Toxic positivity can have a very negative effect on your mental health.
Positivity is one of the most misunderstood concepts in the wellness world.
One of the first things you learn in most self-help circles is that in order to create a positive life, you have to think positive thoughts.
And this attitude is everywhere.
“Look on the bright side!” “Everything happens for a reason,” and “You have a lot to be grateful for,” are just some examples of what you might hear.
But while all of these statements are made with the best intentions, they often cause more harm than good.
Because they don’t tell the whole Truth.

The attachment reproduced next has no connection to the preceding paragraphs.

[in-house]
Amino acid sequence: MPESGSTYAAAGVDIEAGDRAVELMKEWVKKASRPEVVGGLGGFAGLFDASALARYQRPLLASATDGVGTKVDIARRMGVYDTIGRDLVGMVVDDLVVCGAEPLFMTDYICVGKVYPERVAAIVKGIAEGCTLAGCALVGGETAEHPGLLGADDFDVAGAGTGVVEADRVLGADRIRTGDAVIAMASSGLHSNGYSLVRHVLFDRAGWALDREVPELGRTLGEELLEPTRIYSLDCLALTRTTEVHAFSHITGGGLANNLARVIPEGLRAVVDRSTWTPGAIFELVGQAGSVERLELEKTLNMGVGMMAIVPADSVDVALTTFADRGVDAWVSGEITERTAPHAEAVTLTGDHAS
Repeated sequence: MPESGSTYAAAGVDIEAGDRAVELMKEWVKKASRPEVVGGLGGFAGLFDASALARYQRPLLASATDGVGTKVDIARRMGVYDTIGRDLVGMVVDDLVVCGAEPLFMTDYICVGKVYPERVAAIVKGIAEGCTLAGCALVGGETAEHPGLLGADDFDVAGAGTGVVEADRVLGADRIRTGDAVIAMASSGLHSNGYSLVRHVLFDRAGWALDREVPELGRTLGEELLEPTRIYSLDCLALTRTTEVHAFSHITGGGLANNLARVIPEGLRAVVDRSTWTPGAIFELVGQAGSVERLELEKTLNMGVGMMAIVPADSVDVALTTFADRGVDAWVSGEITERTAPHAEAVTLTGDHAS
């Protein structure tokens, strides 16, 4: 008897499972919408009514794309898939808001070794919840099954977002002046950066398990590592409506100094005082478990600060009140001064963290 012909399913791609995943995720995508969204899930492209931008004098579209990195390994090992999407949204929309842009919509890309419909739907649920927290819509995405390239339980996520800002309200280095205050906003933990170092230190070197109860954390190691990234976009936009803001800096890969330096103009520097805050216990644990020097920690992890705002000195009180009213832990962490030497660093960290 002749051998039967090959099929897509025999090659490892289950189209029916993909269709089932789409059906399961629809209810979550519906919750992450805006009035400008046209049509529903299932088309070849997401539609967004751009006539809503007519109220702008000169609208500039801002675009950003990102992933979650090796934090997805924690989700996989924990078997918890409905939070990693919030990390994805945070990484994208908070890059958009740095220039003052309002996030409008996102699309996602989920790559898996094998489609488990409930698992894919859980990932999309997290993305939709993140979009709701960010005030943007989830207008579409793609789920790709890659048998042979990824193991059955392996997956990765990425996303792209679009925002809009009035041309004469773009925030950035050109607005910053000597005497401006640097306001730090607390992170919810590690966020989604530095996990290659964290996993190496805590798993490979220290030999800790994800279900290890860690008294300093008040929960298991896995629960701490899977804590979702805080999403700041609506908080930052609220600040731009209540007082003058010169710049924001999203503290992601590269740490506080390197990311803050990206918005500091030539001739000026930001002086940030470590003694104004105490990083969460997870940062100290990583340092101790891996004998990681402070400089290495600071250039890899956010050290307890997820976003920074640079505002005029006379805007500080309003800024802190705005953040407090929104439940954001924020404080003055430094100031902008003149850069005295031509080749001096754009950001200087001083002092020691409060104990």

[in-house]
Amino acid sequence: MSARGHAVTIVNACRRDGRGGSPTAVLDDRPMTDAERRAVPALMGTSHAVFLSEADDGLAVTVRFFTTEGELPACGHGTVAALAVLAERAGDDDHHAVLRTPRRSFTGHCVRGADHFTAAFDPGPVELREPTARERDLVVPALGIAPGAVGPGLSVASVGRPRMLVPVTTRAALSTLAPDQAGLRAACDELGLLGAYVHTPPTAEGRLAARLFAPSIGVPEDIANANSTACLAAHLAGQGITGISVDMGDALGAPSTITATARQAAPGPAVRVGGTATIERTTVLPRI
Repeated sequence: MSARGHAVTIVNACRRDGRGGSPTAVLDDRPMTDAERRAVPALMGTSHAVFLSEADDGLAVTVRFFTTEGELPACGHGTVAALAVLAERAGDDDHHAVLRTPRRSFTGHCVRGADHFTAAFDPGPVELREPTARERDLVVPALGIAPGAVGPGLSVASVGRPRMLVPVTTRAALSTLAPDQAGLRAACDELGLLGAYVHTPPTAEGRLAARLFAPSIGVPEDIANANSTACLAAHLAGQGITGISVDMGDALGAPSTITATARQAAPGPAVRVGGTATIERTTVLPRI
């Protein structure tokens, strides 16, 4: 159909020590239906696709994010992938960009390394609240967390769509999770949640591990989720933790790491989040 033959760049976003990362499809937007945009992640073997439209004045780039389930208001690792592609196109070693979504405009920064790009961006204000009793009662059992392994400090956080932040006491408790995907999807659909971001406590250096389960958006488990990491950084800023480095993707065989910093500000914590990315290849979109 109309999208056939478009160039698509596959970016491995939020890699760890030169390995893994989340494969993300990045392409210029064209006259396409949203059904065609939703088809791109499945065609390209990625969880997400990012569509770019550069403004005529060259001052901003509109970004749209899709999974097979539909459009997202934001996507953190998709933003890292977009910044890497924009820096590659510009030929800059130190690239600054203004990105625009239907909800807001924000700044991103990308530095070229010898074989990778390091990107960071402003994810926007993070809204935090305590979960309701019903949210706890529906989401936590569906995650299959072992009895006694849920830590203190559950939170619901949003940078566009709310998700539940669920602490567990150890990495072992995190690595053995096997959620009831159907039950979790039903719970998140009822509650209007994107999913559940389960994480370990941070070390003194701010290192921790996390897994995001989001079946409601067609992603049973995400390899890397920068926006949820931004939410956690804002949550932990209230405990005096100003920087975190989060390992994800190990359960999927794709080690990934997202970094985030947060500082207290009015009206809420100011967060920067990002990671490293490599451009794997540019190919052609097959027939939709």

And denying the whole Truth, which includes pain, is called toxic positivity.
When you don’t look at the whole Truth it causes a rift inside of you that leads to suffering.
It keeps you separate from connecting with yourself and others in an authentic way that could actually lead to healing.
But avoiding positivity isn’t the answer, either.
The Truth is that you can feel good and bad at the same time.
You can have a lot of great things in your life, and still feel pain for what has been lost or not yet found.
You can mean well, and still make a mistake.
You can grow from an experience, and it can still suck.
(In fact, the experiences we grow from the most usually suck the most.)
All of this is part of being human.
Toxic positivity is a tricky topic, because training yourself to be more positive IS helpful.
The fact is, the thoughts you think do shape your reality.
Your thoughts are the way you interpret the world.
And they elicit physical reactions in your body that determine the way in which you experience your life. 1
So focusing on the positive can definitely help you feel better.